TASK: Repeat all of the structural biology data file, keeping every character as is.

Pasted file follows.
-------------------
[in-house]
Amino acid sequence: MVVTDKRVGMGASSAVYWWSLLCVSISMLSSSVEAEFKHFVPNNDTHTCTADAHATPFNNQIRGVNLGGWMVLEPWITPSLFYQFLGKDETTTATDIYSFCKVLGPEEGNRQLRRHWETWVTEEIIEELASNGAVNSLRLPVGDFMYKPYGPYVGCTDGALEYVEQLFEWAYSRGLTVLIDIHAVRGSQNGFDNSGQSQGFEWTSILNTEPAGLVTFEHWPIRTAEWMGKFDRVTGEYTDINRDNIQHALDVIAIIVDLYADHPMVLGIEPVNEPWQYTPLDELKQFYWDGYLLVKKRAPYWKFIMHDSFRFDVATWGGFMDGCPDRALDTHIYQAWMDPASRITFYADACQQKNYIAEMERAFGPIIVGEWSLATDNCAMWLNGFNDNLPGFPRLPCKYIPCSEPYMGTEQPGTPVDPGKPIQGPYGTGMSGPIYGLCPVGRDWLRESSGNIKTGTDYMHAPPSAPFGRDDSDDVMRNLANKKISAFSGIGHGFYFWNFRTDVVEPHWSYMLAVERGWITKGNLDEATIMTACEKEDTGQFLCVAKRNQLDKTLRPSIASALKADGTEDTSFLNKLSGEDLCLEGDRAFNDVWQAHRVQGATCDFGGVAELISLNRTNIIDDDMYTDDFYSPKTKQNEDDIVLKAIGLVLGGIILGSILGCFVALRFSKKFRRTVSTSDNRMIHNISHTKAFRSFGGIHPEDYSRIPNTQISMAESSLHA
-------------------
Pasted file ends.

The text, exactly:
[in-house]
Amino acid sequence: MVVTDKRVGMGASSAVYWWSLLCVSISMLSSSVEAEFKHFVPNNDTHTCTADAHATPFNNQIRGVNLGGWMVLEPWITPSLFYQFLGKDETTTATDIYSFCKVLGPEEGNRQLRRHWETWVTEEIIEELASNGAVNSLRLPVGDFMYKPYGPYVGCTDGALEYVEQLFEWAYSRGLTVLIDIHAVRGSQNGFDNSGQSQGFEWTSILNTEPAGLVTFEHWPIRTAEWMGKFDRVTGEYTDINRDNIQHALDVIAIIVDLYADHPMVLGIEPVNEPWQYTPLDELKQFYWDGYLLVKKRAPYWKFIMHDSFRFDVATWGGFMDGCPDRALDTHIYQAWMDPASRITFYADACQQKNYIAEMERAFGPIIVGEWSLATDNCAMWLNGFNDNLPGFPRLPCKYIPCSEPYMGTEQPGTPVDPGKPIQGPYGTGMSGPIYGLCPVGRDWLRESSGNIKTGTDYMHAPPSAPFGRDDSDDVMRNLANKKISAFSGIGHGFYFWNFRTDVVEPHWSYMLAVERGWITKGNLDEATIMTACEKEDTGQFLCVAKRNQLDKTLRPSIASALKADGTEDTSFLNKLSGEDLCLEGDRAFNDVWQAHRVQGATCDFGGVAELISLNRTNIIDDDMYTDDFYSPKTKQNEDDIVLKAIGLVLGGIILGSILGCFVALRFSKKFRRTVSTSDNRMIHNISHTKAFRSFGGIHPEDYSRIPNTQISMAESSLHA